I continued the practice throughout the entire period , It gave me great peace and sence of purpose to be able to do something for someone who had done so much for me as a child .

    It taught me a lot as I found that with the desire to benifit another ones dedication to the pracrice (in this case I mean the recitation)is more than one would ever put into ones own daily practice , as one realises there is one and only one oppertunity to practice and practice with intence concentration to the extent that allthough I also had to perform other daily dutys within that time their importance dwindled to being what they were mere tasks and functions , I was living and visualising the process with her .

    I have never experienced any meditation on this precious human life which comes even close to that experience .

    nor will I ever cease to belive in divine intervention , As I had been carrying the book in my bag when I learnt that she was ill and that it would only be a short mater of time , my mother had decided not to tell me ?

    obviously my grandmother had created the right causes :namaste
     
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  3. dyanaprajna2011

    dyanaprajna2011 Dharmapala

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    I have Chogyam Trungpa's translation and commentary of the text, but I haven't read through it all the way yet. As I'm a practitioner of Zen, and not Tibetan, I haven't really placed much thought into it. But, from my understanding, it describes what a person goes through after death, until their next rebirth. I think the best worth and practices one can draw from it are that it gives good visualizations for the practice of deity yoga. It can also give one direction, in a mystical sense, as a guide for one's path to enlightenment.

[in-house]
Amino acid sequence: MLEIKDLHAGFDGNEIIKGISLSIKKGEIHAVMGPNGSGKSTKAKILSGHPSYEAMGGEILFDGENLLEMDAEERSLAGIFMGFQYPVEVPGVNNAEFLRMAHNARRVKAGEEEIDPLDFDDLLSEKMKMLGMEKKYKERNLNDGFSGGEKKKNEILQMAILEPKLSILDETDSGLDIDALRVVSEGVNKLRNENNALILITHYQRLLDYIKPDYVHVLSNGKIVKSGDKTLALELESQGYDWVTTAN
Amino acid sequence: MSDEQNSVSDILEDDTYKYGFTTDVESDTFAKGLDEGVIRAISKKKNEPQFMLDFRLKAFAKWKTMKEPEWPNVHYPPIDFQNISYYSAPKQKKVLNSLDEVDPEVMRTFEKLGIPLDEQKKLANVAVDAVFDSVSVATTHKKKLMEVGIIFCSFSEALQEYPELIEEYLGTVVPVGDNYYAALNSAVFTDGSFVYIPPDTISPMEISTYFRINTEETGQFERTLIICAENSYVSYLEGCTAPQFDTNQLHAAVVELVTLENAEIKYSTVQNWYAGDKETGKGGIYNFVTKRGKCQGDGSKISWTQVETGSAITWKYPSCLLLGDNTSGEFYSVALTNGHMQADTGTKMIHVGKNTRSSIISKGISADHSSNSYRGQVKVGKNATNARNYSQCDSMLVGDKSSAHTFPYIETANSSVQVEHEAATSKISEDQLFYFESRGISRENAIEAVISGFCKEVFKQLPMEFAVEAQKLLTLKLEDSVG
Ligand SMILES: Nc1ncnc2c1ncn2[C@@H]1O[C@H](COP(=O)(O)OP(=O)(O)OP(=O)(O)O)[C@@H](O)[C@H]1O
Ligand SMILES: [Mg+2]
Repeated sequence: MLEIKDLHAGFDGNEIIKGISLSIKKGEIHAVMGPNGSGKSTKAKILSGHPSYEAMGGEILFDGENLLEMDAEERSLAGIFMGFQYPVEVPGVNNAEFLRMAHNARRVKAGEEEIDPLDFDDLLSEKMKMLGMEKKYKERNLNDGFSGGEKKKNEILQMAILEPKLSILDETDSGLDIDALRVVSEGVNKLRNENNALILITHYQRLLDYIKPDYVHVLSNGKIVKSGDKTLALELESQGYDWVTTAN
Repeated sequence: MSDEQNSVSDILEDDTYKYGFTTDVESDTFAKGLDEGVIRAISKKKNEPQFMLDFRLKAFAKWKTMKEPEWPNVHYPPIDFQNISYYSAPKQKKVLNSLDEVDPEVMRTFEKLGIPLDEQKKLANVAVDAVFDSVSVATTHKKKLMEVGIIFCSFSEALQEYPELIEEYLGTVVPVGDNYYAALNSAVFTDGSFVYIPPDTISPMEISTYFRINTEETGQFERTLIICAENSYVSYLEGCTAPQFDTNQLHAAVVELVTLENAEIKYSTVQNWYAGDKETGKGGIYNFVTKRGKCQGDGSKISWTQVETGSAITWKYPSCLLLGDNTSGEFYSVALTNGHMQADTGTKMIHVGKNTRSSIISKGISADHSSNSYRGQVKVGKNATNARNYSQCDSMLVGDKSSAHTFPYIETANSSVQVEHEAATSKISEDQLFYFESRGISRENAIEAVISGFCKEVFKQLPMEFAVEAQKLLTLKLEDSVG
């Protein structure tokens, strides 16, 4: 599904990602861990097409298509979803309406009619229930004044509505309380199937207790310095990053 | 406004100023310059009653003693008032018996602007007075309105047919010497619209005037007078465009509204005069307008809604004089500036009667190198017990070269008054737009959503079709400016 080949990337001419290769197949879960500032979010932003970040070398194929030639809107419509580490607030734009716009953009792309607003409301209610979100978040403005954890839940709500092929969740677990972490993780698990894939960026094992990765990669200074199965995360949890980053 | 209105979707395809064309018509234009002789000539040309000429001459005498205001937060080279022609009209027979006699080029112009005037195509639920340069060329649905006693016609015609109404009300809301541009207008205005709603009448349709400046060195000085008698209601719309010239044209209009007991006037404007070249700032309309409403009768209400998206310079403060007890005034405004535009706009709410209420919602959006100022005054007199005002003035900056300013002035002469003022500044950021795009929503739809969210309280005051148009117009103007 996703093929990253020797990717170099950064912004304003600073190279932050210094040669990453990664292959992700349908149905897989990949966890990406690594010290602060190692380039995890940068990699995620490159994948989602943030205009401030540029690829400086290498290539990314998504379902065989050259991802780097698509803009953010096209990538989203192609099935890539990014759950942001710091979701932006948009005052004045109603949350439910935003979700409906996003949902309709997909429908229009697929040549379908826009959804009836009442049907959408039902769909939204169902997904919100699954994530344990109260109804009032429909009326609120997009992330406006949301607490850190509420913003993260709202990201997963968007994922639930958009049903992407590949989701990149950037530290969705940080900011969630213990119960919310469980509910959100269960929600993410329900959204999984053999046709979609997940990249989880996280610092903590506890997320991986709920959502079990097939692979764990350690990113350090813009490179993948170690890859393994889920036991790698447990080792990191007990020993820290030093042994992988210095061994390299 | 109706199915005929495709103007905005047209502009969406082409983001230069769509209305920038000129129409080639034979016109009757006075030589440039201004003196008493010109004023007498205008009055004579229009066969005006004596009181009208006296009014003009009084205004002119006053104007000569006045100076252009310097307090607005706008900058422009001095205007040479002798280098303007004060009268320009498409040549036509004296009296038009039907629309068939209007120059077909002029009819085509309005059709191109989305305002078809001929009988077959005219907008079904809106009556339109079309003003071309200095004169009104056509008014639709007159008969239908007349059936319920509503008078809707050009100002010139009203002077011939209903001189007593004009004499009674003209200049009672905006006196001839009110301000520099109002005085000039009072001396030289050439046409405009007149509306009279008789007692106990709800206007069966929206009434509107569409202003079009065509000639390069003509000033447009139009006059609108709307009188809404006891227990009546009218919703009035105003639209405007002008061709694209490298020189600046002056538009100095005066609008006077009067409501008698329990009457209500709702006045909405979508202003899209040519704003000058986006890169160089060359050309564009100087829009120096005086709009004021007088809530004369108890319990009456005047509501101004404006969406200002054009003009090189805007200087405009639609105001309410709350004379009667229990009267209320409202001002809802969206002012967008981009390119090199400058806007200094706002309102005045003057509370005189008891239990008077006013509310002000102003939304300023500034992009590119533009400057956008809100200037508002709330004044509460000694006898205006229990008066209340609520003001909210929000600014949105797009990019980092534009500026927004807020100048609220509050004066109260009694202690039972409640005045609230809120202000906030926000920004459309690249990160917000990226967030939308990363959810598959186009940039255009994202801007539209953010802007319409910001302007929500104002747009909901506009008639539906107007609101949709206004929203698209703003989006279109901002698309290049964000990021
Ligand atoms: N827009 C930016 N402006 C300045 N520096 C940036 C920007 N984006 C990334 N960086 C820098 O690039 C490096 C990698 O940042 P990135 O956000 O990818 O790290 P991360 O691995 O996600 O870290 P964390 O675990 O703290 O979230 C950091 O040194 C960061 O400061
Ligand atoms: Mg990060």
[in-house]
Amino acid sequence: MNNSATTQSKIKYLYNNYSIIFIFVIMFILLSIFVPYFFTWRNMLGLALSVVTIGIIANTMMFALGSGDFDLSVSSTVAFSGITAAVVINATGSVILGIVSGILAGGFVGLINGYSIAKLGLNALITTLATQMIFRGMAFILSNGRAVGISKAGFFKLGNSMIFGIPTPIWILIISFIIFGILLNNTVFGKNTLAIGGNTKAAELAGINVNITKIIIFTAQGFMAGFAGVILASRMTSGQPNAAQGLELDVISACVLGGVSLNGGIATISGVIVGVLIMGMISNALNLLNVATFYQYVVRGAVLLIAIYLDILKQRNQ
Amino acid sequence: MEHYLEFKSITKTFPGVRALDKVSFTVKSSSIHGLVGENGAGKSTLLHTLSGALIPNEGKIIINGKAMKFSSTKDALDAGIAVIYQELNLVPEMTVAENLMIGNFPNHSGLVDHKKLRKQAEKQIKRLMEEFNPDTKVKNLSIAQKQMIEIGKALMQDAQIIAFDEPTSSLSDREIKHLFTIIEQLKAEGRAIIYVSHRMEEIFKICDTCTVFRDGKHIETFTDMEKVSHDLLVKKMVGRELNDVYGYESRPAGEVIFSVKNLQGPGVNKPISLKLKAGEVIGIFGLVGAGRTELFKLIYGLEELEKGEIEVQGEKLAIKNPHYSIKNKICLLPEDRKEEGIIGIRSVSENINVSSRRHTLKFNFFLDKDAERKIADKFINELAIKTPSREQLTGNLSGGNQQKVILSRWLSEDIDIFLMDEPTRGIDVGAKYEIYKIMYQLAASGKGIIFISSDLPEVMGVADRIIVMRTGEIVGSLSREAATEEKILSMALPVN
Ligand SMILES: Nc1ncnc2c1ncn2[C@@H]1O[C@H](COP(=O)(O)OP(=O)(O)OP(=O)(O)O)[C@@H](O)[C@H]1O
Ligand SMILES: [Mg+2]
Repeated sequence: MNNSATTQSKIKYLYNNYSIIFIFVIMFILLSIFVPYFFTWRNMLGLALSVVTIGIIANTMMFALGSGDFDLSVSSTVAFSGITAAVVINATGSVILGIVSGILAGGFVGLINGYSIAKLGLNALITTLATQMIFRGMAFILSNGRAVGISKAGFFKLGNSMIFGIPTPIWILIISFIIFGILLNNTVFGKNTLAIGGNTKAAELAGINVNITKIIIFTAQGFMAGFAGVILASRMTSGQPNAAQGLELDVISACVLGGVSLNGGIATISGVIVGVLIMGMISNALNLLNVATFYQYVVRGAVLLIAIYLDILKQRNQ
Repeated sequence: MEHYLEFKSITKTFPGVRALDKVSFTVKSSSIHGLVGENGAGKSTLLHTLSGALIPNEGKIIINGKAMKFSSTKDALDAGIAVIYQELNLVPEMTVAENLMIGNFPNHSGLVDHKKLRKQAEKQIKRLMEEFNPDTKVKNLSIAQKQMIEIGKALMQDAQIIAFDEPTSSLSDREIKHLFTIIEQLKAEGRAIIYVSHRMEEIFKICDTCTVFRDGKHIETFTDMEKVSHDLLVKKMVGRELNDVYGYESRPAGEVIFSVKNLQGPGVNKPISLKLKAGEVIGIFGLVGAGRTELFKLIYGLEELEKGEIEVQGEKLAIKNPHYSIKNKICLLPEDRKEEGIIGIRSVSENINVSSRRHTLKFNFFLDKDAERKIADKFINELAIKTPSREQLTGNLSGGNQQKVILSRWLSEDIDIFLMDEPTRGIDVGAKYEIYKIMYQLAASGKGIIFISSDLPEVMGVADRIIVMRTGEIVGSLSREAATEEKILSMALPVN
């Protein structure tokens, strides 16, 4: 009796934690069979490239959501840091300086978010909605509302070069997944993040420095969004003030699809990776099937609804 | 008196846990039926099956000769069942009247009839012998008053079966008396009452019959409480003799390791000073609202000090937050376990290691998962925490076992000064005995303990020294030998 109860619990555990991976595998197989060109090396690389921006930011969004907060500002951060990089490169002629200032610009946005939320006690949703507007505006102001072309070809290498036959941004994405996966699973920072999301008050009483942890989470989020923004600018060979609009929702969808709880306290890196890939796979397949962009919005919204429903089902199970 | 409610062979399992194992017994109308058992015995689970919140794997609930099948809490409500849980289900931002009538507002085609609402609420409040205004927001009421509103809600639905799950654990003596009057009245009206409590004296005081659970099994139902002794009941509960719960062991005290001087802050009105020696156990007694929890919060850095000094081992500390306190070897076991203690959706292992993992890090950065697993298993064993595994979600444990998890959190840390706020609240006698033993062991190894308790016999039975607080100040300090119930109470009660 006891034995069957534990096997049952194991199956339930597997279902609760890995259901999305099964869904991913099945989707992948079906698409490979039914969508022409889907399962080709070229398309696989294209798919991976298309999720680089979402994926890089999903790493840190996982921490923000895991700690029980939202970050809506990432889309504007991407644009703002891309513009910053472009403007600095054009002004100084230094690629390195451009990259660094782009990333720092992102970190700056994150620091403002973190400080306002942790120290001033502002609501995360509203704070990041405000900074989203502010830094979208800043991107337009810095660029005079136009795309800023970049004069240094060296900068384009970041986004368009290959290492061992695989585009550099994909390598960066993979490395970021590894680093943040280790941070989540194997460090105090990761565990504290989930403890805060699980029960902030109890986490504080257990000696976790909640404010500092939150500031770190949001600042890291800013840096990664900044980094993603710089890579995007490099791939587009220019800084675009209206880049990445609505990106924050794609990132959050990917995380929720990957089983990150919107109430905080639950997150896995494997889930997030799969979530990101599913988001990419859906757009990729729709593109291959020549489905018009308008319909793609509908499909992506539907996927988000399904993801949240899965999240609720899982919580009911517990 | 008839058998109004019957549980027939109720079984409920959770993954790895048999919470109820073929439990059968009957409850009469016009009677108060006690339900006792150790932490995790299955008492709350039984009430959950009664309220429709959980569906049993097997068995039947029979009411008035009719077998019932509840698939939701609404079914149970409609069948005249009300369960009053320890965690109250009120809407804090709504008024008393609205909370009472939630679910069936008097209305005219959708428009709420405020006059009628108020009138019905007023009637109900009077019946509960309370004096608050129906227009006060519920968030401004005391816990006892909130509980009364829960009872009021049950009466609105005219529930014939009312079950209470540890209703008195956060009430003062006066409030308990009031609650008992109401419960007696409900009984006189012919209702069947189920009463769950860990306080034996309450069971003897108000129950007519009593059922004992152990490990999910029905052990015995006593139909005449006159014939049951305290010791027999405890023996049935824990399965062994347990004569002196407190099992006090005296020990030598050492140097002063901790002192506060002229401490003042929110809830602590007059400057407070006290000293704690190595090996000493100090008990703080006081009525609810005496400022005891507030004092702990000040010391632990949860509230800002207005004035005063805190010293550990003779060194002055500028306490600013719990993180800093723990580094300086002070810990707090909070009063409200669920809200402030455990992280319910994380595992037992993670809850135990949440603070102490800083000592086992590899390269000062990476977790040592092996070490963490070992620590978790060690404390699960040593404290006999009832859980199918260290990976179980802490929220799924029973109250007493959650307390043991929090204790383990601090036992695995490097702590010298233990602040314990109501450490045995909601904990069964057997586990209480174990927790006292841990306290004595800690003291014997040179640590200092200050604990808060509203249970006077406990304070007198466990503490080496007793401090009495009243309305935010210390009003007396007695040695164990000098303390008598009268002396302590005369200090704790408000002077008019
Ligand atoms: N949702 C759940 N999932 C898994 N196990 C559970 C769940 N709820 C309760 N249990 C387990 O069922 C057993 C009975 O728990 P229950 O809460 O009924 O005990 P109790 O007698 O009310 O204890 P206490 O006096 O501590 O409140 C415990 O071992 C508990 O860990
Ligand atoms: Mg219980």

As far as the differences between the schools, I'm not quite clear on the distinctions either, except for the fact that the Nyingma was the first school, and the Gelug is the school of the Dalai Lama.

    I might have to get my copy off the shelf and take another look at it. :)
     
  4. SageTree

    SageTree Spiritual Friend
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    :namaste

    I would like to ask a quick question this evening.

    "The Tibetan Book of Living and Dying" I have read.
    It is amazing.

    Perhaps I misunderstand it though.
    I know the text has obviously similar points,
    but is the book 'Living and Dying' meant to be more of a translation than an exegesis?

    I very much appreciate all you wrote.
    I hope to have a reply or more to add shortly.

    Exams are about over and break is about to start :)

    :namaste
    SageTree
     
  5. ratikala

    ratikala Istha gosthi

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    strangely enough I'd say , .... the other way around sogyal rinpoche's being the exegesis .
    the original text being as we have discussed a text specificaly for the purpose of libberation through hearing , to be read at the point of death for the benifit of the person entering the bardo of becoming .
    yet sogyal rinpoche's "living and dying" is more a book writen to explain the original text and give some inturpretation as to the wisdom contained and how that awareness might also be put into enriching our living as well as serving its purpose at the point of death .
    sogyal rinpoche's "living and dying also contains explanations of many other practices to enable the western mind to understand both life and death from the correct motivational stand point ,

    a tibetan grows up with this knowledge and awareness around him at all times therefore looks at life and death very differently .
    the simple fact that a buddhist accepts re birth without a second thought means that death is veiwed very differently , where as we have been conditioned to think in terms of one life , begining and end , therefore we fear death in a different way .

    it then goes without saying that if one is to understand the process of death differently that one also needs to adjust ones understanding of life , we canot fully understand one without understanding the other , and visa versa .


    wonderfull , I hope you have done well , a break will be well deserved :)
     
  6. SageTree

    SageTree Spiritual Friend